The Pittsburgh Press (August 10, 1943)
By Ernie Pyle
Somewhere in Sicily, Italy – (by wireless)
Our troops have found Sicily on the whole perhaps a little better than North Africa. Certainly, the people are just as friendly, if not more so. So, this whole thing seems kind of ridiculous, when you sit down and think about it.
Here these people are our enemies. They declared war on us. We had to come clear over here and fight them – and now that we’re here, they look upon us as their friends.
If anything, their attitude is more that of a liberated people than was the case in French North Africa, and they seem to look to us more eagerly for relief from their hunger. In several of the smaller mountain towns, our troops were greeted by signs saying “Welcome,” in English, pasted on the walls of buildings, and American flags were fluttering from windows.
Of course there are some Sicilians who treat us as enemies. There has been some small sabotage, such as cutting our phone wires. But on the whole, the Sicilians certainly are more for us than the Arabs of Africa were.
Sicily is really a beautiful country. Up here in the north it is all mountainous, and all but the most rugged of the mountains are covered with fields or orchards. Right now, everything is dry and burned up, as we so often see our own Midwest in dry summers. They say this is the driest summer in years.
It’s like Garden of Eden
Our ceaseless convoys chew up the gravel roads, and the dust becomes suffocating, but in springtime Sicily must look like the Garden of Eden. The land is wonderfully fertile. Sicilians would not have to be poor and starving if they were capable of organizing and using their land to its fullest.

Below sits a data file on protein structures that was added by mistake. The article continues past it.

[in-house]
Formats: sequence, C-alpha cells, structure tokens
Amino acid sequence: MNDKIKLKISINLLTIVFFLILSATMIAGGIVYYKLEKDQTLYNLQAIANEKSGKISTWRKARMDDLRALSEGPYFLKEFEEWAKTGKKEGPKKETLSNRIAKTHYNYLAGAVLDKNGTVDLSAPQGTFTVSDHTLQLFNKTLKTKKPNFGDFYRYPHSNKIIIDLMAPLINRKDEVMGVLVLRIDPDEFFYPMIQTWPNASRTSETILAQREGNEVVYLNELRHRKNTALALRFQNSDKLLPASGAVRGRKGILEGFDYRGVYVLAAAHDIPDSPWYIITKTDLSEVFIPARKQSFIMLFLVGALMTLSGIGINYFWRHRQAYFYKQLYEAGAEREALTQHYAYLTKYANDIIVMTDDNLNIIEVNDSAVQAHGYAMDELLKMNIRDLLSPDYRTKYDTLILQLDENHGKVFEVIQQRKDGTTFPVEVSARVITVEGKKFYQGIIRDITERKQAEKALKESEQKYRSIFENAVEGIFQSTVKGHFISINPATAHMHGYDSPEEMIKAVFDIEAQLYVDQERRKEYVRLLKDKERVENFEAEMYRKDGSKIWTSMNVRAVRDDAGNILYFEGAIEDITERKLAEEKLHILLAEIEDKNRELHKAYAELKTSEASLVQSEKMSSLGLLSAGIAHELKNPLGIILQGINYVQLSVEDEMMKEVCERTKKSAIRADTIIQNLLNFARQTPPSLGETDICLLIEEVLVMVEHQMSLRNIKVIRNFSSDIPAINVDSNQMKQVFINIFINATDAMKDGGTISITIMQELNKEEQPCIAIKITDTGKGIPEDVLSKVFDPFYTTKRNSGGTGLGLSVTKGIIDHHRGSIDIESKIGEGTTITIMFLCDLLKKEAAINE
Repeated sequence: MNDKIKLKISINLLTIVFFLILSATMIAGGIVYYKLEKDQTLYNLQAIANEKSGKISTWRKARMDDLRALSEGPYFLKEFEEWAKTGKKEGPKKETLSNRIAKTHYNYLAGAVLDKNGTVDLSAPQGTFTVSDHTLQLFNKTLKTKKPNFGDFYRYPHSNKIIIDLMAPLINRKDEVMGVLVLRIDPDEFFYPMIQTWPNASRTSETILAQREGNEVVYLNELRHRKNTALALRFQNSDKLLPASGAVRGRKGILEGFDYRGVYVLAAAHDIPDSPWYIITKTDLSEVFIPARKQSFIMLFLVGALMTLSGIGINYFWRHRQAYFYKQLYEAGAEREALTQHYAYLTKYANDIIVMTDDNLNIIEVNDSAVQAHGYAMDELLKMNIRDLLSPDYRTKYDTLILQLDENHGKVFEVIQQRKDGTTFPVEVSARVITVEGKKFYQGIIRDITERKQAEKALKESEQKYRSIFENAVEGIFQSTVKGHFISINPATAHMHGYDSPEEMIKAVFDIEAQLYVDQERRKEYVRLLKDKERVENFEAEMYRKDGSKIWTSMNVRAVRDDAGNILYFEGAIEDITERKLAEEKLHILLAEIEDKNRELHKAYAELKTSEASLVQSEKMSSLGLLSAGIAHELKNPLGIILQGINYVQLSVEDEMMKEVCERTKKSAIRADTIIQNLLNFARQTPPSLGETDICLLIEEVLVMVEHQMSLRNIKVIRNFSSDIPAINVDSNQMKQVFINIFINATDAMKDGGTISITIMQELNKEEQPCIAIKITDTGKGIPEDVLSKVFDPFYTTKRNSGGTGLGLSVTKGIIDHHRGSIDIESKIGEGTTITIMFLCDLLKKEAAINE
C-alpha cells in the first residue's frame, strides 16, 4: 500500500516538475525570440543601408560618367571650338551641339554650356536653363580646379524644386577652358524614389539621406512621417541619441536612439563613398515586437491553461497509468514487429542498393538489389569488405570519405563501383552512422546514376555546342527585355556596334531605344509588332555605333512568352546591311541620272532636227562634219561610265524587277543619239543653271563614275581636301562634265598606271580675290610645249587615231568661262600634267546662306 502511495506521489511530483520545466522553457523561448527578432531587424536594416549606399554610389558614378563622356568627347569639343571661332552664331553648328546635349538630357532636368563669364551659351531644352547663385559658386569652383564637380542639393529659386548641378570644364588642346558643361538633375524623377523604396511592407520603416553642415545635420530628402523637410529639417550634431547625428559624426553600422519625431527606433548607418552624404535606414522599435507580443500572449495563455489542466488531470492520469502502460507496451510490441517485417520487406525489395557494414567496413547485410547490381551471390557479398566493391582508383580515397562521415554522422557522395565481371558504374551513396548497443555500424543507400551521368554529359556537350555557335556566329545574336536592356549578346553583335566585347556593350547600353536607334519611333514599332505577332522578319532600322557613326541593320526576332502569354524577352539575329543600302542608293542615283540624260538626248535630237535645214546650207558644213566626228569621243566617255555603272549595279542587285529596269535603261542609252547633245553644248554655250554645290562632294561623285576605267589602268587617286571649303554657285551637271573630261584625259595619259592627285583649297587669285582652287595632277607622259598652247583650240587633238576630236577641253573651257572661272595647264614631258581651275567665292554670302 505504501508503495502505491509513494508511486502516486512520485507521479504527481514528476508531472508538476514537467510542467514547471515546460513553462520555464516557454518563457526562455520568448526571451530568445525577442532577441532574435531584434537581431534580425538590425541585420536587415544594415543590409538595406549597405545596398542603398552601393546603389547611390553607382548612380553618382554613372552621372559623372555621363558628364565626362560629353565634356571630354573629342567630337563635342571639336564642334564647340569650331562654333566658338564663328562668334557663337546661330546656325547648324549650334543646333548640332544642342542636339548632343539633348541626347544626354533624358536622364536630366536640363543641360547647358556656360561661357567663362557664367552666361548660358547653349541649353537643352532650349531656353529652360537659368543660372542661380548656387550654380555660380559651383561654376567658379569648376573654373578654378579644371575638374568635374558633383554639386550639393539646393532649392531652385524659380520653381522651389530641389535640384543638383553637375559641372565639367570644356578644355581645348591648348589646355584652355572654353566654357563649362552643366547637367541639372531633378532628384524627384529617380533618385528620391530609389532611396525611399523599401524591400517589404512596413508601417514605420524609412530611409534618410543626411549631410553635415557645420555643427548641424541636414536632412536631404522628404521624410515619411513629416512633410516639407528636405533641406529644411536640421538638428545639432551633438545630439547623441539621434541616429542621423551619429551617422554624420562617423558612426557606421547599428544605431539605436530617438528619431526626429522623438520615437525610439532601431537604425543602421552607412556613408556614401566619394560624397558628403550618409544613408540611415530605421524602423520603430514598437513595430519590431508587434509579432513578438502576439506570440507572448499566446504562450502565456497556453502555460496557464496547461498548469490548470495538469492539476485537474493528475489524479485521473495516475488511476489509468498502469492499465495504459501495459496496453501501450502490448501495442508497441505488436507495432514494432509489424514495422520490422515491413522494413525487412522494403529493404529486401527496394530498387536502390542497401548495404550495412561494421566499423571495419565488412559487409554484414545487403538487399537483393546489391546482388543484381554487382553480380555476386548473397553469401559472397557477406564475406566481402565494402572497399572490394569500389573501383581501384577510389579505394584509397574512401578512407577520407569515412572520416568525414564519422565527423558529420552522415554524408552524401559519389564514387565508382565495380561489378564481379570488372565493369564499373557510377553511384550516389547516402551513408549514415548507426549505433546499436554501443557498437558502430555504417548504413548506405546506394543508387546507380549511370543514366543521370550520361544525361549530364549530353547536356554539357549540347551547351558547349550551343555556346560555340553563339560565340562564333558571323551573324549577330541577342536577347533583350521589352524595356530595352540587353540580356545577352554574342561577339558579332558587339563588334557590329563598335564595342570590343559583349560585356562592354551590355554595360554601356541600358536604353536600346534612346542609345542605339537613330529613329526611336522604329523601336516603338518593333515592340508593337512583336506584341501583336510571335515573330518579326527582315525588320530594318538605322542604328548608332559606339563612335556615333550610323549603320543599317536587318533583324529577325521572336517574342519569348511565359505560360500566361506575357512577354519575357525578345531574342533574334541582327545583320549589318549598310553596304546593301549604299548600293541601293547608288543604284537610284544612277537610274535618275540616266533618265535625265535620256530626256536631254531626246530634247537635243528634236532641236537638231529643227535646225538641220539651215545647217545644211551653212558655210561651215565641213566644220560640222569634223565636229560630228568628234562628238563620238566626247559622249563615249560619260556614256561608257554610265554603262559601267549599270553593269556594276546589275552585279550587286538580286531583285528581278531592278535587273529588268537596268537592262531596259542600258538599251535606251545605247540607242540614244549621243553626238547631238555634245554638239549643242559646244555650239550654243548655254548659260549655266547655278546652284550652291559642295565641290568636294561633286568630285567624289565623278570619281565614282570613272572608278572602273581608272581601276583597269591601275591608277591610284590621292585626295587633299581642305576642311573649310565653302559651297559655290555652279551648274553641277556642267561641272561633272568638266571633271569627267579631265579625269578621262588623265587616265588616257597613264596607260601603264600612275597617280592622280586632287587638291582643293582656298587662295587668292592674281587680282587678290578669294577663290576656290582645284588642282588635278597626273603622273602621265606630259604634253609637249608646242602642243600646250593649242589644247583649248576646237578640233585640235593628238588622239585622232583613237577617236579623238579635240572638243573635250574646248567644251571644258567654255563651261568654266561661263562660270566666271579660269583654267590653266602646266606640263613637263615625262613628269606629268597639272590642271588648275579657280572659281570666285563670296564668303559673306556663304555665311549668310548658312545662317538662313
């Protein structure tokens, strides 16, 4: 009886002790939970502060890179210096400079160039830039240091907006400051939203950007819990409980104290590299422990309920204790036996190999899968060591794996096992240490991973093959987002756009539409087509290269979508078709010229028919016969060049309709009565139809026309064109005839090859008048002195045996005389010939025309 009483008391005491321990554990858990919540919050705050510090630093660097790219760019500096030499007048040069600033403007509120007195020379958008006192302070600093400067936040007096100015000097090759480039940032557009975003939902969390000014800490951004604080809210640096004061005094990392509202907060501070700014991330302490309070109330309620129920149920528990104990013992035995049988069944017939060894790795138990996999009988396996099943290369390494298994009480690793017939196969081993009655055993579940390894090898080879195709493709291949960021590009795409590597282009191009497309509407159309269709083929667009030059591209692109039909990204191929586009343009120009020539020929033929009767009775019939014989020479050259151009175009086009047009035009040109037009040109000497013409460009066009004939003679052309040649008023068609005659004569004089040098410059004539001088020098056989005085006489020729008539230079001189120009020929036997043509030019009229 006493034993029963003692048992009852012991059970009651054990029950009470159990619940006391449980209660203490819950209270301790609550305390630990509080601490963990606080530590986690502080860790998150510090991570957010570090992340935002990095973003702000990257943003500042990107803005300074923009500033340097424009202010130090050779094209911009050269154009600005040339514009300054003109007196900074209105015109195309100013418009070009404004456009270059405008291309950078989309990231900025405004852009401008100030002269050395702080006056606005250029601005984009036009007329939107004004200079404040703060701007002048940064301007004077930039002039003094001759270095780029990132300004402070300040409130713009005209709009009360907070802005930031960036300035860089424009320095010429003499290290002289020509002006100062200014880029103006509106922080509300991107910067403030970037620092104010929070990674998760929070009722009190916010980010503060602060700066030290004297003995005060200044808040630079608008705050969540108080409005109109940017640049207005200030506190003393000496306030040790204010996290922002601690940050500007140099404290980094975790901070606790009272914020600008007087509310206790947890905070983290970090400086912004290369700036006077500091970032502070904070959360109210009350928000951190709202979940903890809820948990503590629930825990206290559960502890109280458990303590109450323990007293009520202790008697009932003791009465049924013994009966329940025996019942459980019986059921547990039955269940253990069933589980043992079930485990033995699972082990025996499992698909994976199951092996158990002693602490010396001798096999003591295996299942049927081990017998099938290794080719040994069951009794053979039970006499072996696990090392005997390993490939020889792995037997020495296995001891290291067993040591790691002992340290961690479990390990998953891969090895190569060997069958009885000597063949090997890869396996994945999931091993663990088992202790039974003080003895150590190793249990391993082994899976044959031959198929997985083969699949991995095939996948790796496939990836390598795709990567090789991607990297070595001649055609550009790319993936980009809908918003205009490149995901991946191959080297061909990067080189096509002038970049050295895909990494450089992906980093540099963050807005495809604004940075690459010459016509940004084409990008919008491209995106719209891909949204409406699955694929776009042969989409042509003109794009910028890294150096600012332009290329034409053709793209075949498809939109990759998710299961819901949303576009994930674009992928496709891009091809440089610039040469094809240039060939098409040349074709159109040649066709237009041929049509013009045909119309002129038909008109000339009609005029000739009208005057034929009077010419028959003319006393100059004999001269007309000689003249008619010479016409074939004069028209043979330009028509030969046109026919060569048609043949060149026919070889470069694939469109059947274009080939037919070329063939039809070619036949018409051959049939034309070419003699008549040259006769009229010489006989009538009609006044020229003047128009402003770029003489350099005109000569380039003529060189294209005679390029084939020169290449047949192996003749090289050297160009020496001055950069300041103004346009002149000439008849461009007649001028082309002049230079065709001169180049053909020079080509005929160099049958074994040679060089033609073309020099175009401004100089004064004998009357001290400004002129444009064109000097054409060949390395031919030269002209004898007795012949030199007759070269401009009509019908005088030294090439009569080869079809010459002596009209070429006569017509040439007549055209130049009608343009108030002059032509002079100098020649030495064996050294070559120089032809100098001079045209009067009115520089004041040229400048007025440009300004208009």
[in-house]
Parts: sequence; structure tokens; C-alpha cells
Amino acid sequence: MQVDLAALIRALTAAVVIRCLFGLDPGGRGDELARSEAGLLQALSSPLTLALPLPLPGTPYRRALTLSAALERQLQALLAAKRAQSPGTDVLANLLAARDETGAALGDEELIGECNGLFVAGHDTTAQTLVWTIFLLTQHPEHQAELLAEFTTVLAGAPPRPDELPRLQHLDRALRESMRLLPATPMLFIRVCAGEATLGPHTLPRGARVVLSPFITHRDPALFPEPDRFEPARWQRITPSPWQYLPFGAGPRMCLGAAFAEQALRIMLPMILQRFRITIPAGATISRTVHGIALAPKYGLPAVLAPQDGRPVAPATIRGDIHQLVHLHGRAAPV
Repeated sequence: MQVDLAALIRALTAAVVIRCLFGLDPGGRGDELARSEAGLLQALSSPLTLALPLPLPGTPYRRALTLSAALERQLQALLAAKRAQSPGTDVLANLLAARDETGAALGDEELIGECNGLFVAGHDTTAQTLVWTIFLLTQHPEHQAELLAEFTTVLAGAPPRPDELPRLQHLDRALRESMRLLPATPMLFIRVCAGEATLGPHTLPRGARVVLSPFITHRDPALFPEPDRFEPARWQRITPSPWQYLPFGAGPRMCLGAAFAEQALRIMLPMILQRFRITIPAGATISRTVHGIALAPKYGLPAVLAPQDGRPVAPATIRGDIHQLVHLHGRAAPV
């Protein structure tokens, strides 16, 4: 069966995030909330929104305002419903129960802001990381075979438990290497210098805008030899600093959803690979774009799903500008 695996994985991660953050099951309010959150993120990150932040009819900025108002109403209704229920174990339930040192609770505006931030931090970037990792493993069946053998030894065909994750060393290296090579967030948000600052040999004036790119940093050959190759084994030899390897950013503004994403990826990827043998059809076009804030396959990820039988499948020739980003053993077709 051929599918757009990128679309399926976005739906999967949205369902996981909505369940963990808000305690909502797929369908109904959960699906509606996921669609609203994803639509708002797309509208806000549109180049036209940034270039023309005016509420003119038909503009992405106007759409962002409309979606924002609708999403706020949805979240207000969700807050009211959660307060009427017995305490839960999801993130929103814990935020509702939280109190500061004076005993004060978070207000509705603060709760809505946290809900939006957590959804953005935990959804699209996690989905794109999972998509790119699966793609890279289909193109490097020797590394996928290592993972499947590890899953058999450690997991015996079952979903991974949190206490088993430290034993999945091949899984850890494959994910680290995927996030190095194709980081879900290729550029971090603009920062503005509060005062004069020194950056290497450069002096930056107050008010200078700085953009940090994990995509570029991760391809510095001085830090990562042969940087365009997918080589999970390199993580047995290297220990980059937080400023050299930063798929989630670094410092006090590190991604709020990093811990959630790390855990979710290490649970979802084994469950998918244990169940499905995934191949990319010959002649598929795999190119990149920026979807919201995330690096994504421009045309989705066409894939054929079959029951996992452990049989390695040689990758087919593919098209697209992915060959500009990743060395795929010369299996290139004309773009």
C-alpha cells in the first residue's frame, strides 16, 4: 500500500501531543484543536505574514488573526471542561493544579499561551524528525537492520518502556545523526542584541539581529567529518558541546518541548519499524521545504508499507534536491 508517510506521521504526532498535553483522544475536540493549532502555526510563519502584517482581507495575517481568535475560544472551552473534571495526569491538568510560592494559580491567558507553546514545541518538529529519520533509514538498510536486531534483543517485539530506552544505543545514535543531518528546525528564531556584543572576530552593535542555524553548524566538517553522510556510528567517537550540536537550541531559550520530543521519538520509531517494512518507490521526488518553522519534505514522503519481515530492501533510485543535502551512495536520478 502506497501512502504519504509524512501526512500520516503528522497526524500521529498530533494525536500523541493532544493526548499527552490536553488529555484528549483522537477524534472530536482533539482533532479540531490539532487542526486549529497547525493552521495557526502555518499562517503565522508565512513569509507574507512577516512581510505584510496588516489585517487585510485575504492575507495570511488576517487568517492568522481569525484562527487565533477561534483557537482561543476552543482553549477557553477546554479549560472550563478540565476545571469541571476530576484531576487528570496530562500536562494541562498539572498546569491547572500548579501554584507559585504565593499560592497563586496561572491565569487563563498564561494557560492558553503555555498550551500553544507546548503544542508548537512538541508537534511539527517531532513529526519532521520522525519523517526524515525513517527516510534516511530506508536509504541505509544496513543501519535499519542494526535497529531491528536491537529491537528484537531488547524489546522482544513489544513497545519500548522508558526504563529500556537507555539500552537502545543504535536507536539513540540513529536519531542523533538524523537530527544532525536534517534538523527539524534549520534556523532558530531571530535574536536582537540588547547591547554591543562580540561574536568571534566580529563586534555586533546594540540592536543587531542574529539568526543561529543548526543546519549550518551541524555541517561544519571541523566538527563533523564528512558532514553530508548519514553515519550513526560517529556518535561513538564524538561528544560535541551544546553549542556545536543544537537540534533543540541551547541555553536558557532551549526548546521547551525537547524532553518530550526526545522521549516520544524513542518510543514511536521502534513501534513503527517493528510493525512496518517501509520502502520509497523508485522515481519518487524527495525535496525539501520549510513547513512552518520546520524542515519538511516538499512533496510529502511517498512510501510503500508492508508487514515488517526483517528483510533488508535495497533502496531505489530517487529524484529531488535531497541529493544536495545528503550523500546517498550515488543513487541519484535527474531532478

Driving over Sicily, you have a feeling of far greater antiquity than you get even from looking at the Roman ruins in North Africa. Towns sit right smack on the top of needle-point mountain peaks. They were built that way in the old days for protection. Today, a motorcar can’t even get up to many of them.
The houses are of a cement-colored stone, and they blend into the mountains so that often you can’t see a city at all from a few miles away.
In these mountain towns, the streets are too narrow for vehicles, the passageways are dirty, and the goat and burro are common.
In the very remotest and most ancient town, you’ll find that half the people have relatives in America, and there is always somebody popping up from behind every bush or around every corner who lived for 12 years in Buffalo or 30 years in Chicago.
Yum, yum, watermelons–
Farming is still done in Biblical style. The grain-threshing season is now on, and how do you suppose they do it? Simply by tying three mules together and running them around in a small circle all day long while another fellow keeps throwing grain under their hoofs with a wooden pitchfork.
We hit Sicily in the middle of the fruit and vegetable season. The troops went for fresh tomatoes like sourdoughs going for gold in the Klondike. Tomatoes and watermelons too. I’ve never seen so many watermelons in my life. They are mostly small round ones, and do they taste good to an old watermelon devourer like myself! Also, we eat fresh peaches, grapes, figs and even mulberries.
At first when we hit a new town the people in their gratitude gave away their fruit to the troops. But it didn’t take them long to learn, and soon they were holding out for trades of rations or other Army stuff. The people don’t want money. When we ask them to work for us, they say they will but that we must pay them in merchandise, not money.
The most sought-after thing is shoes. Most of the people are going around in sandals made of old auto tires. I believe you could take two dozen pairs of G.I. shoes and buy half the island of Sicily.